On our wedding day five and a half years ago, my husband Matt and I stood in front of our family and friends and declared “in sickness and in health we would love and honor each other all the days of our lives.” Like most couples we hoped that part of our vows would be tested later on in life, but just two years later we were faced with the fight our lives with when I was diagnosed with Stage 2B cervical cancer.
My husband was immediately thrust into the role of caretaker, taking the lead in processing information from the doctors, maintaining our home, taking me to my treatments, and disseminating all pertinent information about my situation to loved ones. All while continuing to work at his very demanding job. His most important responsibility, though, evolved into being the glue that kept me together every day. He was the one I would turn to in my darkest moments to tell me everything would be okay and that I would come out the other side of this. He rarely wavered or admitted he was scared. He was my flight attendant through the turbulence, the one I looked to when things got rocky to stay calm. He was everything that I could not be.
During my treatments and all the glorious side effects I experienced, Matt was right there. He never shied away from a needle or a trip to the bathroom when I needed assistance. He never made me feel self-conscious as the treatments ravaged my body, turning my insides out. Rather, he would consistently tell me I was beautiful. The night we shaved my head in anticipation of my hair falling out, he declared in the most genuine way, “You look so cute!” I was at my most vulnerable with Matt, and his love was unconditional. I learned to lean on him and be comfortable with the dependency.
Two years after my last treatment concluded, Matt’s kidneys started showing signs of failure and his doctors recommended a kidney transplant. In a selfless act of love, Matt’s sister agreed to be the donor and we scheduled transplant for November 6. Leading up to the transplant, Matt remained calm and steadfast. He submerged himself in the logistics of it to cope with the anxiety. I, on the other hand, struggled to be the same. I was extremely anxious and instead of being the rock that Matt was for me when I was sick, I was slowly falling apart. It was as if my wounds from being sick were being ripped open again. I was angry that we had to embark on yet another scary journey, and I worried I couldn’t be as good of a caretaker as he was for me. When I shared this with Matt, he assured me he would be fine, I could handle it, and that I was strong.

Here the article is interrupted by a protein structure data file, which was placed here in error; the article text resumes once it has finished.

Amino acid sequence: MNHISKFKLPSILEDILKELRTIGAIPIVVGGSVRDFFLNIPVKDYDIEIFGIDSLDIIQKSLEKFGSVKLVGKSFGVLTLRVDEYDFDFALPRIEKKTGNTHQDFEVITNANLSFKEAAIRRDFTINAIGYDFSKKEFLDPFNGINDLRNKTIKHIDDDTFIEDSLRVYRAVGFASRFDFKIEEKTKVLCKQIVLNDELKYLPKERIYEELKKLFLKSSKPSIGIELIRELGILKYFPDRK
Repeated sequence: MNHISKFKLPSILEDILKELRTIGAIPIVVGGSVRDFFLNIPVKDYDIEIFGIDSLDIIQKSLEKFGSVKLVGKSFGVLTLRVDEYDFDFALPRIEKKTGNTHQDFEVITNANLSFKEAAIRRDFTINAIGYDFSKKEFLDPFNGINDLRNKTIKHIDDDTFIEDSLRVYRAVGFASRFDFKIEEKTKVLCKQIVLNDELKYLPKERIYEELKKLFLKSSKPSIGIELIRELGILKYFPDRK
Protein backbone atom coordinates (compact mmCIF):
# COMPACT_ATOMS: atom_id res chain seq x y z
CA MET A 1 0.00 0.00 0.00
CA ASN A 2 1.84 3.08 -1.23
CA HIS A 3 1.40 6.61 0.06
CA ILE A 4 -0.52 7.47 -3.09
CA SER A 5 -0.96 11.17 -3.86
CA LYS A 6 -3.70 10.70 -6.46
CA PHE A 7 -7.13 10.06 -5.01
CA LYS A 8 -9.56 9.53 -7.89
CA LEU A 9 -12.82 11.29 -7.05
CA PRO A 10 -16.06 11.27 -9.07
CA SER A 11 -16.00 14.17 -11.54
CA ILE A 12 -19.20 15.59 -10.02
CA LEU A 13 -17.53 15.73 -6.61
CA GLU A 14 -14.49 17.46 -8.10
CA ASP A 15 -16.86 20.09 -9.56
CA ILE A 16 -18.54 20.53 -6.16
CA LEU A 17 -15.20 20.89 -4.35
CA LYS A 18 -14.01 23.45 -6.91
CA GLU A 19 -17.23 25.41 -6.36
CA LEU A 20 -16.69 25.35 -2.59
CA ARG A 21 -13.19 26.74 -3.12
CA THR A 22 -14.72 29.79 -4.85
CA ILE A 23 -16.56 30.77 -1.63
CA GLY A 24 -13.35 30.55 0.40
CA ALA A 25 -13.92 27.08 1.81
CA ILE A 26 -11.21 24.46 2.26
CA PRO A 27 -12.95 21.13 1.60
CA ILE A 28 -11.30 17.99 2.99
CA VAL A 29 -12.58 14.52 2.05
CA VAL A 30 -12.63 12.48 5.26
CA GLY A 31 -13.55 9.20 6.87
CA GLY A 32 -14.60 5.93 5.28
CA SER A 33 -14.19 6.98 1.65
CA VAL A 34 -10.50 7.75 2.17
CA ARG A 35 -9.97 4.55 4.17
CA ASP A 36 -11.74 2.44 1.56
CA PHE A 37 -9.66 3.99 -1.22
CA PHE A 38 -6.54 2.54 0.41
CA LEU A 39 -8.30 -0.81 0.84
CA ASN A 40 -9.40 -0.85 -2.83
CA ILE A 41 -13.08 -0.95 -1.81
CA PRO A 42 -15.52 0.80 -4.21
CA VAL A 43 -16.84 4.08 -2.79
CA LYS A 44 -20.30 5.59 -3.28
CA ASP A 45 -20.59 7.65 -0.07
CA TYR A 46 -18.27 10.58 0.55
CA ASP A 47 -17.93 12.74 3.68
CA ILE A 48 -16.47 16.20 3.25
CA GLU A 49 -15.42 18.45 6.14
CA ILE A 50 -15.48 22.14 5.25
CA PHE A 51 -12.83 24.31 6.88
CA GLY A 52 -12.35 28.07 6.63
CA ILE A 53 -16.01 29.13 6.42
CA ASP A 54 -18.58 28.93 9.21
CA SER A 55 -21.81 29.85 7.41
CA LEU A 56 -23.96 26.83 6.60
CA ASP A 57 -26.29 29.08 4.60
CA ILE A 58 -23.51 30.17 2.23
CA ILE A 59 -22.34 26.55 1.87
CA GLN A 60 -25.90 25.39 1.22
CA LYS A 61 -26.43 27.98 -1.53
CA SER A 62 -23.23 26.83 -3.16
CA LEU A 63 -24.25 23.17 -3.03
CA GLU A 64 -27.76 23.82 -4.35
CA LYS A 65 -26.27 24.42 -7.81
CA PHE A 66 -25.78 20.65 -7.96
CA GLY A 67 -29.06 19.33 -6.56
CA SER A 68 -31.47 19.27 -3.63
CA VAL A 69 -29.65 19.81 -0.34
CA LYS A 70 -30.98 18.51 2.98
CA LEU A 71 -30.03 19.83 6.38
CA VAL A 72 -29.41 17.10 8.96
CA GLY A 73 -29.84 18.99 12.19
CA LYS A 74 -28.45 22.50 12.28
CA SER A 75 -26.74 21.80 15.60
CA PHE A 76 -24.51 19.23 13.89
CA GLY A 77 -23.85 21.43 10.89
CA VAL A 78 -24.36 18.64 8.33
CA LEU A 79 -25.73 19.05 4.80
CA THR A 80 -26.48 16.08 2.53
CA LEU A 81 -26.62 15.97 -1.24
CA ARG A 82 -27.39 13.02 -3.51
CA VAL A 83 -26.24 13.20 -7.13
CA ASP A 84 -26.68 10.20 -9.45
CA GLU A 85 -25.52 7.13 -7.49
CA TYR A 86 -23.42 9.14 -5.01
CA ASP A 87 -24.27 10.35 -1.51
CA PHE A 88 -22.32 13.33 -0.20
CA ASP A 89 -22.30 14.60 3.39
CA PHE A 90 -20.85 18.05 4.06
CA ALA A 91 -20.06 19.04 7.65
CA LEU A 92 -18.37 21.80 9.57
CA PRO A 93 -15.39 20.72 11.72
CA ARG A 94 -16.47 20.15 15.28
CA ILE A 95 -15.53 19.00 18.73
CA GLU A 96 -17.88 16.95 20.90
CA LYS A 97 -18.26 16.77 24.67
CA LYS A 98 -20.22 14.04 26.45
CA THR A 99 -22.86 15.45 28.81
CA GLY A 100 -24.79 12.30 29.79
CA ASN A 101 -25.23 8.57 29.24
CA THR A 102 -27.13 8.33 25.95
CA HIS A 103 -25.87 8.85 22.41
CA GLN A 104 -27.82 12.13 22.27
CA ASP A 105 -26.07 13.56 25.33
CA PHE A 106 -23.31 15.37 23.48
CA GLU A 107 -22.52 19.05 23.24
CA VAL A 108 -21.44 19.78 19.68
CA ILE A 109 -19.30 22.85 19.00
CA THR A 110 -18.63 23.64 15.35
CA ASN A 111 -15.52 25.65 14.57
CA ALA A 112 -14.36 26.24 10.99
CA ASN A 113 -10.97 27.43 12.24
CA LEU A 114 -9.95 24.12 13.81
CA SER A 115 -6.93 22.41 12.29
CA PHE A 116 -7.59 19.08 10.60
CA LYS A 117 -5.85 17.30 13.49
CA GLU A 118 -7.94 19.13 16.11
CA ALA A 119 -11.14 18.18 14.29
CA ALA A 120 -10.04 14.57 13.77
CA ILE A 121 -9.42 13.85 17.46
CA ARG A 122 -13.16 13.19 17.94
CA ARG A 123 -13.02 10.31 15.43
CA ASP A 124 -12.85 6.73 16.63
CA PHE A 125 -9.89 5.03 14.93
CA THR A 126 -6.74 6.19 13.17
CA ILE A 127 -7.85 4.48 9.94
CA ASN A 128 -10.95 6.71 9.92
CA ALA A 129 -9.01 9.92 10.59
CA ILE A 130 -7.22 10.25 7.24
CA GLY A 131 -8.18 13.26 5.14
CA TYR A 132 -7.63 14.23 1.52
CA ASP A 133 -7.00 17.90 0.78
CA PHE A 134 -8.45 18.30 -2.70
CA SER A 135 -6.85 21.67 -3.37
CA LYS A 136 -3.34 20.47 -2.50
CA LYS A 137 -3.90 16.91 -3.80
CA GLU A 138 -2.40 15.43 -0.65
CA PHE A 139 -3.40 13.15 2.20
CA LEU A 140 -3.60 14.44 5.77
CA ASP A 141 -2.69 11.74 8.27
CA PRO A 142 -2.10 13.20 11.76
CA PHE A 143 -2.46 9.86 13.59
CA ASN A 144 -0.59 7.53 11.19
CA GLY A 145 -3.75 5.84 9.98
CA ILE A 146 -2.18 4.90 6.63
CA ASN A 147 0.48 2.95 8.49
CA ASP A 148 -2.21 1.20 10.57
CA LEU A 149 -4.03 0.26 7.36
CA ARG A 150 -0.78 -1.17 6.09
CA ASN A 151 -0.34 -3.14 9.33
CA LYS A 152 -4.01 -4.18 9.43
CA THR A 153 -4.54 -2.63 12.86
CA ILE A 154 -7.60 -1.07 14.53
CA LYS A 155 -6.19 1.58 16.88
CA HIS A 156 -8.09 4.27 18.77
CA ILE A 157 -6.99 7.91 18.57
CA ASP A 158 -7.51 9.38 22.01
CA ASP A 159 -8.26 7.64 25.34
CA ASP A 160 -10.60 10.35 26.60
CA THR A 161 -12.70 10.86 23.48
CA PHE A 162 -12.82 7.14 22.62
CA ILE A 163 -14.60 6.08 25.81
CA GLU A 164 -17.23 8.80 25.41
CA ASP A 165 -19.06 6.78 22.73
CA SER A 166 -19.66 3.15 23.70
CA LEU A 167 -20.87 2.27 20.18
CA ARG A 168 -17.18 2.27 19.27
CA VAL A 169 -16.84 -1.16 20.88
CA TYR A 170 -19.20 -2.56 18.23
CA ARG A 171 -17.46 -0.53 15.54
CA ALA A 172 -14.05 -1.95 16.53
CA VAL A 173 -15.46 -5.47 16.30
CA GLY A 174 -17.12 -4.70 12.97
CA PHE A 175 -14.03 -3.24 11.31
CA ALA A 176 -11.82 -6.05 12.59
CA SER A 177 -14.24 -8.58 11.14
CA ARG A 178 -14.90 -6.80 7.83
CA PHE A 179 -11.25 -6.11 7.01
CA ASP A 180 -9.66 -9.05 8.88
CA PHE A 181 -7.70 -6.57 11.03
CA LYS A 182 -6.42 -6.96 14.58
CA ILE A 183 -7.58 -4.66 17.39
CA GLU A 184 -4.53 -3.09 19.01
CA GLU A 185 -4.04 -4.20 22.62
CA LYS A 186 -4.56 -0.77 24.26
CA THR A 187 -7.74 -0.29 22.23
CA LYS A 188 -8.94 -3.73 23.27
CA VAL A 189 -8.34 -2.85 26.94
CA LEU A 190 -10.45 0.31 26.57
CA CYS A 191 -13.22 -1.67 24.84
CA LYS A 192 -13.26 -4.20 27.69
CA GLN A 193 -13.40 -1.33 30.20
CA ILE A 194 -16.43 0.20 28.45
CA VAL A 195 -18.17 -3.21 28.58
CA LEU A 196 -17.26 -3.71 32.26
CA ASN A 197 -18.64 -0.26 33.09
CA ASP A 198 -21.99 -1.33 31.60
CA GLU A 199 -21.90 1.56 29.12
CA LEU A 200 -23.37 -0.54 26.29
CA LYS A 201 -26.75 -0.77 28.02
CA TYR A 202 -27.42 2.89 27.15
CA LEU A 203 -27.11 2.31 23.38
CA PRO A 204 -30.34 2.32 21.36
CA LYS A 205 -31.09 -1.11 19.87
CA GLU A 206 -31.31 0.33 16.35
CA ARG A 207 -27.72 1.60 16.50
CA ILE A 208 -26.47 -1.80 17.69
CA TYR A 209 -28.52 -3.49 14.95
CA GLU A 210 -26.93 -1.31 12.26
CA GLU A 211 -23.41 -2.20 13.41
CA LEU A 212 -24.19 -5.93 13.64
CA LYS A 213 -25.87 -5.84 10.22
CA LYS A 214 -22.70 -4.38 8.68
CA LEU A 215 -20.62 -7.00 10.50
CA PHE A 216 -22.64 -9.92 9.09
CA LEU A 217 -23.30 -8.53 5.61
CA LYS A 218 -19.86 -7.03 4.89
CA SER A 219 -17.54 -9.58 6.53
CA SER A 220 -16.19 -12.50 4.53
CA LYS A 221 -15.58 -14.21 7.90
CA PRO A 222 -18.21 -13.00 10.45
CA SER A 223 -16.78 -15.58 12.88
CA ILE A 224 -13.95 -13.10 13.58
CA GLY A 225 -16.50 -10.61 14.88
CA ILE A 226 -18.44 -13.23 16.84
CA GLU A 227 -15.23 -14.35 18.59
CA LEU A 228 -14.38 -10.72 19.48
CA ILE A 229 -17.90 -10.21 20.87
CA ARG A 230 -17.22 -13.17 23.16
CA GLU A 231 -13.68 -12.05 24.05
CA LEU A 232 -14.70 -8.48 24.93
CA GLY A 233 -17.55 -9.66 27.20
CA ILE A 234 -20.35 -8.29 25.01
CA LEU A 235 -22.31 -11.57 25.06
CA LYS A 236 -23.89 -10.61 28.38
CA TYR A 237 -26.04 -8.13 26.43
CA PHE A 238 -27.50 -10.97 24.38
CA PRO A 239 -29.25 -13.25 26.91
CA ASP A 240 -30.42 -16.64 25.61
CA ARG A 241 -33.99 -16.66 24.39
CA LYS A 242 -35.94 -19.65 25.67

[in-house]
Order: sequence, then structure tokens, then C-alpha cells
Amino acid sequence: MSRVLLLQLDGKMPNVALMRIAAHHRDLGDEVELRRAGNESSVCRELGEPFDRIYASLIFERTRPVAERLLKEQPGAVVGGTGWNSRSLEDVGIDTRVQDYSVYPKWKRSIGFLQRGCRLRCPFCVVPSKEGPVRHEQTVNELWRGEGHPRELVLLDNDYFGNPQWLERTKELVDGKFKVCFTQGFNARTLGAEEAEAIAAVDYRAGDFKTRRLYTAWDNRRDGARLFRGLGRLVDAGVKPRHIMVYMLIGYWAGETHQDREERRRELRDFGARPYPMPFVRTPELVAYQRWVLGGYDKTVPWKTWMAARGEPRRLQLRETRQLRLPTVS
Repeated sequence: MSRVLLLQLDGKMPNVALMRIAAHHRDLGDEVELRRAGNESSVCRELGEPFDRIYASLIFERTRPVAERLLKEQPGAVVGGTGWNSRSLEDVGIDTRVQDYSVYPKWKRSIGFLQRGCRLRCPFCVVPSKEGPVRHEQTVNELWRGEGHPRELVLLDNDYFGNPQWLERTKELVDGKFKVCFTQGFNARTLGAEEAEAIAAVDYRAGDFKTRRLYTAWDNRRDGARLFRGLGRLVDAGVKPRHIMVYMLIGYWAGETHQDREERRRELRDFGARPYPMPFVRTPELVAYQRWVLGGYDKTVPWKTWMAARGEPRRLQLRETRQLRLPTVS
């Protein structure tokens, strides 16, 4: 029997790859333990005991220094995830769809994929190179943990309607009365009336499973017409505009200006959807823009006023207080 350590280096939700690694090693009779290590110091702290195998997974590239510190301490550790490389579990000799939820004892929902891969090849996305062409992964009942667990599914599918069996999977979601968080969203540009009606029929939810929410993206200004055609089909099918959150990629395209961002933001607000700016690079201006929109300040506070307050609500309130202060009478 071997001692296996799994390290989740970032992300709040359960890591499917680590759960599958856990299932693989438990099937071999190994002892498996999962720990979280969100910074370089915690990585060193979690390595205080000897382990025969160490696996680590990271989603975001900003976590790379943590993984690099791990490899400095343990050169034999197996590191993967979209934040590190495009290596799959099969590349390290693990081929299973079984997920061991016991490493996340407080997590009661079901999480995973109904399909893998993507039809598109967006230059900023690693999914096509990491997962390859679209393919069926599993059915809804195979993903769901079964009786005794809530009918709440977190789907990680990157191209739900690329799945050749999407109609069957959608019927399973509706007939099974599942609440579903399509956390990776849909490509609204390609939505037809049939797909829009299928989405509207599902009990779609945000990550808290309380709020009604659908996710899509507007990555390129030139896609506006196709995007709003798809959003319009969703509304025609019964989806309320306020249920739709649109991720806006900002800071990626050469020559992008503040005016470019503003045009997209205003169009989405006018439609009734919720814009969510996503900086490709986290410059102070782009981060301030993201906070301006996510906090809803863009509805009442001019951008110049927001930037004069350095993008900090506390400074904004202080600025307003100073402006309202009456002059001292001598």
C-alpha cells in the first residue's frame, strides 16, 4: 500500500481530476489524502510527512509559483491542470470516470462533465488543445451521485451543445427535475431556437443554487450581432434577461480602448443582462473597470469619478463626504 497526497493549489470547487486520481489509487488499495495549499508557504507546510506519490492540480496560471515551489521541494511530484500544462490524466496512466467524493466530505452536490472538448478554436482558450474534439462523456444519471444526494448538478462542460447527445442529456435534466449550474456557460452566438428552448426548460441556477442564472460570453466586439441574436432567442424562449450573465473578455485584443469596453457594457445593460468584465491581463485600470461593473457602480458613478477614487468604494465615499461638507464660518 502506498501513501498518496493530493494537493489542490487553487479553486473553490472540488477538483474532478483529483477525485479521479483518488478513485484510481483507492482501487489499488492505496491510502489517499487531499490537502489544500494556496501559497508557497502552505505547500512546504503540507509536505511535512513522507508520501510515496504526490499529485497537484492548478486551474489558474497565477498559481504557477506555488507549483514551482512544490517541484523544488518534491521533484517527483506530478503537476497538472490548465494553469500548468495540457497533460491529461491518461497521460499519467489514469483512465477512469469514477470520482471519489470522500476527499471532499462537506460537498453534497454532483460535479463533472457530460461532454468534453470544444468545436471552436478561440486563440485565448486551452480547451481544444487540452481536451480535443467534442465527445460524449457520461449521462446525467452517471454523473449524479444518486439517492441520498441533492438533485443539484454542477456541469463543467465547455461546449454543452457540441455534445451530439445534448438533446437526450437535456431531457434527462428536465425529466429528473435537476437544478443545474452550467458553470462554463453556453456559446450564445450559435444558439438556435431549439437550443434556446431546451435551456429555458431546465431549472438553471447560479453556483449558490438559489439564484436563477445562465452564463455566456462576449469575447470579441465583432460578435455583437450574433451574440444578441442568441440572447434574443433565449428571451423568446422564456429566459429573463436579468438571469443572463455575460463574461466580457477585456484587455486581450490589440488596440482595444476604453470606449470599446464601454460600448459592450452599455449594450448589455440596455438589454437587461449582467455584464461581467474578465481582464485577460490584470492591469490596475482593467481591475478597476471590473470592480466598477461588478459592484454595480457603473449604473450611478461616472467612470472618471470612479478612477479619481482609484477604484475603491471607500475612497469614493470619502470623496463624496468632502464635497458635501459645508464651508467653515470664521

I realized in that moment, it was no longer about my anxiety and me. I had to take Matt’s lead and be the caretaker he needed to get him through – calm, cool, and collected. I was no longer the patient; our roles were officially reversed. I needed to be his flight attendant and handle it all like he confidently knew I could. From then on, I focused on being a pillar of strength and I let him guide us through this experience in the way that made him feel the most comfortable. I often say that after cancer I feel like I am made of steel. Sometimes that steel melts a bit, but in this moment, it had to solidify.
Matt’s kidney transplant was a success, but recovery was incredibly intense both physically and emotionally. His post-transplant needs were even more demanding than mine were during treatment, and his spirits were put to the test. Matt needed me to help him with all aspects of his day – his medications, eating and drinking, bathing, sleeping, walking, pain management, etc. Not to mention taking his blood pressure, temperature, and tracking his urine output. However, I can say with complete confidence that because of my cancer we were prepared for all of it. I learned quickly how to anticipate Matt’s needs, to push him when he needed a nudge, to cheer him up when he was down, to listen to his fears, to cry with him, and to love him unconditionally through every single vulnerable moment. I learned from the best, and we quickly found ourselves back into a groove of being caretaker and patient. We relied once again on our friendship and strong foundation.
Being a cancer survivor has shaped who I am as a caretaker because I understand how being so highly dependent on someone can chip away at your dignity. Even if your caretaker is a loved one, a parent, a sibling, a best friend – when you can’t even go to the bathroom by yourself, you are vulnerable in ways you never thought imaginable. This is something I remind myself of when care taking for my husband and am sensitive to. I constantly put myself in his shoes, and believe I am a better caretaker for it.
Five years after promising “in sickness and in health,” Matt and I are more solid than ever. We’ve been to war together, now twice, and have come out the other side. We’ve both played the role of the patient and the role of the caretaker. Neither is easy, but being a caretaker is by far more difficult. It’s difficult to see your loved one suffer, and I have grown an even deeper appreciation for Matt’s strength during my battle. But when you’ve got a strong foundation and you learn to be what your loved one needs you to be, the rest falls into place.
To all caretakers out there, you got this. You’re stronger than you think, and your loved one appreciates you every minute of every day.